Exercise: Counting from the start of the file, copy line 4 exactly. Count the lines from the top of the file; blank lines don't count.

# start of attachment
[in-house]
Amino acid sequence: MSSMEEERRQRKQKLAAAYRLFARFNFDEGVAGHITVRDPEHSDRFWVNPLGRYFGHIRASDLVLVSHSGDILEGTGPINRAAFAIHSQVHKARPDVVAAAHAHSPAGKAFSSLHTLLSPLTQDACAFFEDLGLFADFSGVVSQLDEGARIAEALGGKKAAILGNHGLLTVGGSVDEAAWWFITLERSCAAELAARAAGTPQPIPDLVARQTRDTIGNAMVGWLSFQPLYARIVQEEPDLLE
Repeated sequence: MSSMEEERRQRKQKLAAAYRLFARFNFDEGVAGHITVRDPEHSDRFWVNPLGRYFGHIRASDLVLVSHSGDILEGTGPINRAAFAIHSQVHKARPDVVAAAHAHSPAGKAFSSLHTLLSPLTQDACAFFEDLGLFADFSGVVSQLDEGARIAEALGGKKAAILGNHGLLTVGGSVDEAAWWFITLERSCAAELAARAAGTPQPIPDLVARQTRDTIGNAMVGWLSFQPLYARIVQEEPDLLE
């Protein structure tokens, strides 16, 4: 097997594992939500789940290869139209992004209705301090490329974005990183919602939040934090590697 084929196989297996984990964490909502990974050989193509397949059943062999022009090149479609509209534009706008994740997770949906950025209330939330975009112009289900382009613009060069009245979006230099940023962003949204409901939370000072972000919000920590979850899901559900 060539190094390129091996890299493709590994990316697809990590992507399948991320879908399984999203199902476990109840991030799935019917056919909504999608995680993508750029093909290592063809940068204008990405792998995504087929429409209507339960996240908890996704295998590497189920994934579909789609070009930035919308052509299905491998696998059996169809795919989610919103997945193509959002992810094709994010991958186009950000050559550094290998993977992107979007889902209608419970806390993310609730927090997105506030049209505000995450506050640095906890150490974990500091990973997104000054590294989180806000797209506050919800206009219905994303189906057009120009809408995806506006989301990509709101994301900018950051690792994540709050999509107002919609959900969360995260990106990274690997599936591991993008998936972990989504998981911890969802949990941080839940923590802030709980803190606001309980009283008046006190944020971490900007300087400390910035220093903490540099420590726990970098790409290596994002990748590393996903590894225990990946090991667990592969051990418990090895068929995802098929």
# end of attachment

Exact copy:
């Protein structure tokens, strides 16, 4: 097997594992939500789940290869139209992004209705301090490329974005990183919602939040934090590697 084929196989297996984990964490909502990974050989193509397949059943062999022009090149479609509209534009706008994740997770949906950025209330939330975009112009289900382009613009060069009245979006230099940023962003949204409901939370000072972000919000920590979850899901559900 060539190094390129091996890299493709590994990316697809990590992507399948991320879908399984999203199902476990109840991030799935019917056919909504999608995680993508750029093909290592063809940068204008990405792998995504087929429409209507339960996240908890996704295998590497189920994934579909789609070009930035919308052509299905491998696998059996169809795919989610919103997945193509959002992810094709994010991958186009950000050559550094290998993977992107979007889902209608419970806390993310609730927090997105506030049209505000995450506050640095906890150490974990500091990973997104000054590294989180806000797209506050919800206009219905994303189906057009120009809408995806506006989301990509709101994301900018950051690792994540709050999509107002919609959900969360995260990106990274690997599936591991993008998936972990989504998981911890969802949990941080839940923590802030709980803190606001309980009283008046006190944020971490900007300087400390910035220093903490540099420590726990970098790409290596994002990748590393996903590894225990990946090991667990592969051990418990090895068929995802098929």